Winter's shadow getting darker: Gas rates to rise : LUSENET : Grassroots Information Coordination Center (GICC) : One Thread

Winter's shadow getting darker: Gas rates to rise Source: The Providence Journal Publication date: 2000-09-09 Arrival time: 2000-09-12

PROVIDENCE - And the price of natural gas is going up, too. With dark predictions of another expensive winter for people who heat with oil, the state's two suppliers of natural gas are offering no relief.

Both Providence Gas Company and Valley Resources Inc. have asked the state Public Utilities Commission for approval to raise rates 23 percent and 16 percent respectively, beginning Oct. 1.

Thomas Massaro, the commission's chief financial analyst, says the requested "gas-cost charge" reflects increases the companies must pay their gas suppliers.

Such "pass through" requests are usually granted by the commission, Massaro said. But the commission will hold hearings later this month to hear the companies' detailed explanations of how they arrived at their figures.

"It is a situation that every gas utility is in," Massaro said. "Look at the price of [gasoline]. Look at what's happened to the price of oil. There are a lot of reasons why, but mainly people are saying the supply isn't there."

Providence Gas has about 160,000 Rhode Island customers, most of whom are residential customers.

For the average Providence Gas customer, who pays about $1,000 a year for gas, the company's proposed 23-percent rate increase will mean an additional $230, said spokesman James Grasso.

Valley Resources Inc., of Cumberland, has asked for a 16-percent rate increase. But the company filed its request in July, said Massaro, when prices were lower. Valley will likely request a supplemental rate increase later, said Massaro, to make up the difference.

Why the increase?

Says Grasso: "The Department of Energy has said that gas prices have doubled since last year because of a fall-off in production, short supplies and high demand by industry and electrical utilities."

More power plants are coming on line and choosing to use natural gas, Grasso said. "So when you put all those things together, it's a matter of supply and demand."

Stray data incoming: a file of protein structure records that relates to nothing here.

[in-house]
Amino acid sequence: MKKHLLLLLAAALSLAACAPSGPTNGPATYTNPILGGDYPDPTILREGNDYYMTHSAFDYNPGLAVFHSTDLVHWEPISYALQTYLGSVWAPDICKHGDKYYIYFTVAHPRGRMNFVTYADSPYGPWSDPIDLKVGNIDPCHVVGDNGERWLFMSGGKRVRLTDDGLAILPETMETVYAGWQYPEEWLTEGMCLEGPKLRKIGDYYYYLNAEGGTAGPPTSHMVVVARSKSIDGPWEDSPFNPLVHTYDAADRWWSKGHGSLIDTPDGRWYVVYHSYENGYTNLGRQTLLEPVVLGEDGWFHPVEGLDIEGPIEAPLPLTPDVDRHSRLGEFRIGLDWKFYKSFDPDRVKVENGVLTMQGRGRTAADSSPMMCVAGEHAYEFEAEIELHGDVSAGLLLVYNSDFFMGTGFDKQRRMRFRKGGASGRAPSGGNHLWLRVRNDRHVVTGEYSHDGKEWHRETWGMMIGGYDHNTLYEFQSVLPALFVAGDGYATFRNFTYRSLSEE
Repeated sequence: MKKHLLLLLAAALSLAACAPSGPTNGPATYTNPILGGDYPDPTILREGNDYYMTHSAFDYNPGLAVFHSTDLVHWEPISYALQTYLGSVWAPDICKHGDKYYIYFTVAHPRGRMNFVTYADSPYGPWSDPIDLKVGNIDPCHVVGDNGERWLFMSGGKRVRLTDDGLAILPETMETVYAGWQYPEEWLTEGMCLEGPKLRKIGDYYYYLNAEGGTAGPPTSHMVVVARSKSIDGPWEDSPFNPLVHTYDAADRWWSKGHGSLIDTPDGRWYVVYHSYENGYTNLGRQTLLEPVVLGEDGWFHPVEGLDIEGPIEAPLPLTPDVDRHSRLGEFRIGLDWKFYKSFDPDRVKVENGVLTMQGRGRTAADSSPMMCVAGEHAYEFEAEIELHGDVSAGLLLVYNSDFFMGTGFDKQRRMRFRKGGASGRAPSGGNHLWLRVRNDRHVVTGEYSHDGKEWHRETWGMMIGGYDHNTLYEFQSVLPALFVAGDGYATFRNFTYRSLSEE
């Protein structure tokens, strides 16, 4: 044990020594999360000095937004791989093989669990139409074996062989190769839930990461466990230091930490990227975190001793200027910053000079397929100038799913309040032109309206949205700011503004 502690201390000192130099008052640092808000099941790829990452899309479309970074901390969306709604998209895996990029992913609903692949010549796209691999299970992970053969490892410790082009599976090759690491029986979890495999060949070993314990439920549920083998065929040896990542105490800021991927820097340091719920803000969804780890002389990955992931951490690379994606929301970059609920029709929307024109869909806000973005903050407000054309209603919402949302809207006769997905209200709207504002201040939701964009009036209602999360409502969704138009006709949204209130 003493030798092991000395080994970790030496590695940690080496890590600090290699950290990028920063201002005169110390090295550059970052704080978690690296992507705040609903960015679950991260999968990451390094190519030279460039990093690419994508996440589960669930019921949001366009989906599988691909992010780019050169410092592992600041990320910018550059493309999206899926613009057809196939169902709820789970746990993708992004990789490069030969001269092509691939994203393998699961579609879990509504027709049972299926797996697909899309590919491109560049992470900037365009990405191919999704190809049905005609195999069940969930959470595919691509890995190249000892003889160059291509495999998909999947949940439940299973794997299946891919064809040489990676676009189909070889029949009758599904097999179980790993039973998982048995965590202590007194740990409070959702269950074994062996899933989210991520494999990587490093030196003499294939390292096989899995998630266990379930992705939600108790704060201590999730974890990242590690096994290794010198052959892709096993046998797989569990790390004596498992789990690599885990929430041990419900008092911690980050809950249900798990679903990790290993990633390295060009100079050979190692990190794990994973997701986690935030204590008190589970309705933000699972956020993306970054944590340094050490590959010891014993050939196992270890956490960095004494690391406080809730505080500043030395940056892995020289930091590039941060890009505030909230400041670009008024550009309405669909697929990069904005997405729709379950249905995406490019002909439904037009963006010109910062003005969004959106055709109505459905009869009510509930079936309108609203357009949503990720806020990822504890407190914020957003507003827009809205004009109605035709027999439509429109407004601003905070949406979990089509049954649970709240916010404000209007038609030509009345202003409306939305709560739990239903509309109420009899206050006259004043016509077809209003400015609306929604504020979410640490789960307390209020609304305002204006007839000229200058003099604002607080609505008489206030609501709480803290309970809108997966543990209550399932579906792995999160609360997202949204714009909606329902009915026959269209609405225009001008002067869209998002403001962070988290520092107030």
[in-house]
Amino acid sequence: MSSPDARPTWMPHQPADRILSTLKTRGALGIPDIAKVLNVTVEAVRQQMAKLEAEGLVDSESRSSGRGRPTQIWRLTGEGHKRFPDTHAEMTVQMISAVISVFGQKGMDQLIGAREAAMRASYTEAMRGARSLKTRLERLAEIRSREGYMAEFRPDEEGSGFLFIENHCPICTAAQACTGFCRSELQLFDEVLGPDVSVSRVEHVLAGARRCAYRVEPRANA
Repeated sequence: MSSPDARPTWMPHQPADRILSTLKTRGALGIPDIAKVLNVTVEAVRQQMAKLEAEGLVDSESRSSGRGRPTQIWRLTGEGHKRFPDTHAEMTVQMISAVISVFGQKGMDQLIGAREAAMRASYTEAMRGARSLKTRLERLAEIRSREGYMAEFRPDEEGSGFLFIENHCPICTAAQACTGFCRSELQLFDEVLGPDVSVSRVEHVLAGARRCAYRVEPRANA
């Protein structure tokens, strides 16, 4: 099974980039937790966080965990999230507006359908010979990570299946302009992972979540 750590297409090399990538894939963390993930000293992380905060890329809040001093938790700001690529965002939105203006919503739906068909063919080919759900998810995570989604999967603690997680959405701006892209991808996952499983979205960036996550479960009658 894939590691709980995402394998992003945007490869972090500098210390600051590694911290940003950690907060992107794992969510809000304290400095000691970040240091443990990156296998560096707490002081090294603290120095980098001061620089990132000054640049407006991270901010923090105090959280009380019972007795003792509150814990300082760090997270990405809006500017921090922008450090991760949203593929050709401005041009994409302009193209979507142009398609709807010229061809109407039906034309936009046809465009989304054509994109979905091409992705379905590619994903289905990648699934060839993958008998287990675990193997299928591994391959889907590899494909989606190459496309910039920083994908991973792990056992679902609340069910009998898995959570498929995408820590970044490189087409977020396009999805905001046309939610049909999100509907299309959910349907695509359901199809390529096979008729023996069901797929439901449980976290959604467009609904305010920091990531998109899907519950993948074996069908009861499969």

The rate hike will probably be more shocking to Providence Gas customers, who have enjoyed steady rates for the last three years.

In 1997, Providence Gas entered into a three-year agreement with a supplier, which locked in its cost of gas at $2.20 for each 1,000 cubic feet.

The wholesale cost today is more than double that, says both Massaro and Grasso.

"The market conditions are different now," Grasso said. "It's very difficult to get a gas supplier to lock in at any price right now because of the volatility on the market."

Energy prices are approaching their highest levels in 10 years, a concern that on Thursday prompted a meeting of the New England Council and the New England Governors' Conference.

The news wasn't good. Massachusetts Gov. Paul Cellucci said New Englanders are likely to pay more for oil this winter than last winter, when prices skyrocketed.

A typical Northeast homeowner paid $518 for heating fuel two winters ago and $765 last winter. That same customer should expect to pay more than $900 this year, said one U.S. Department of Energy official.

The Energy Department is projecting that oil prices will average $1.32 a gallon for the winter. In Rhode Island, prices are already at $1.44 a gallon, according to a state Energy Office survey completed earlier this week.

Natural gas prices have also risen to record levels because large industrial customers who have the ability to use oil or natural gas have stopped using oil. That has driven up the demand for gas.

At Thursday's meeting, Thomas Kiley, president of the New England Gas Association, said the region would have enough gas to meet heating needs this winter, but it will be expensive.

-- Martin Thompson (, September 12, 2000


I don't know whether I agree with Kiley. There is only a little more than half as much nat gas in storage this year as the same time last year. This is a situation that shortages make.

-- Wellesley (, September 12, 2000.

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